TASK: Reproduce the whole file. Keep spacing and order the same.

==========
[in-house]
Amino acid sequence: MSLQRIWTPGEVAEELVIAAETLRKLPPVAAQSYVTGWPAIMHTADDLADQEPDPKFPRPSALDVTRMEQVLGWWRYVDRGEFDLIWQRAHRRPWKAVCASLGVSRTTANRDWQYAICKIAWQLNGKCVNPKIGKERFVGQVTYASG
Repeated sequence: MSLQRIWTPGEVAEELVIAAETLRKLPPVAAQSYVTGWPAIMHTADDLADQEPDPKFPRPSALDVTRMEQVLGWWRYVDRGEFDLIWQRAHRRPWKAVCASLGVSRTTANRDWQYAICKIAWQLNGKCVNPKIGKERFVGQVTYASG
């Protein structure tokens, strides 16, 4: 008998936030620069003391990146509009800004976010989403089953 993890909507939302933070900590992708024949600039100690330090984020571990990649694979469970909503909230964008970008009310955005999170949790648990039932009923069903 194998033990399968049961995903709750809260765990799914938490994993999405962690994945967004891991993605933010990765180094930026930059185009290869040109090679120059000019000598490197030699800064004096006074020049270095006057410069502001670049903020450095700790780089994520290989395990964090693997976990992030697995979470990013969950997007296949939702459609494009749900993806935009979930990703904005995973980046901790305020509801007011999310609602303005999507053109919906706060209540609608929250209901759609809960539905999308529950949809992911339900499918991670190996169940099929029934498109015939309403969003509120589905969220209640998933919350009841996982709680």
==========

[in-house]
Amino acid sequence: MSLQRIWTPGEVAEELVIAAETLRKLPPVAAQSYVTGWPAIMHTADDLADQEPDPKFPRPSALDVTRMEQVLGWWRYVDRGEFDLIWQRAHRRPWKAVCASLGVSRTTANRDWQYAICKIAWQLNGKCVNPKIGKERFVGQVTYASG
Repeated sequence: MSLQRIWTPGEVAEELVIAAETLRKLPPVAAQSYVTGWPAIMHTADDLADQEPDPKFPRPSALDVTRMEQVLGWWRYVDRGEFDLIWQRAHRRPWKAVCASLGVSRTTANRDWQYAICKIAWQLNGKCVNPKIGKERFVGQVTYASG
């Protein structure tokens, strides 16, 4: 008998936030620069003391990146509009800004976010989403089953 993890909507939302933070900590992708024949600039100690330090984020571990990649694979469970909503909230964008970008009310955005999170949790648990039932009923069903 194998033990399968049961995903709750809260765990799914938490994993999405962690994945967004891991993605933010990765180094930026930059185009290869040109090679120059000019000598490197030699800064004096006074020049270095006057410069502001670049903020450095700790780089994520290989395990964090693997976990992030697995979470990013969950997007296949939702459609494009749900993806935009979930990703904005995973980046901790305020509801007011999310609602303005999507053109919906706060209540609608929250209901759609809960539905999308529950949809992911339900499918991670190996169940099929029934498109015939309403969003509120589905969220209640998933919350009841996982709680």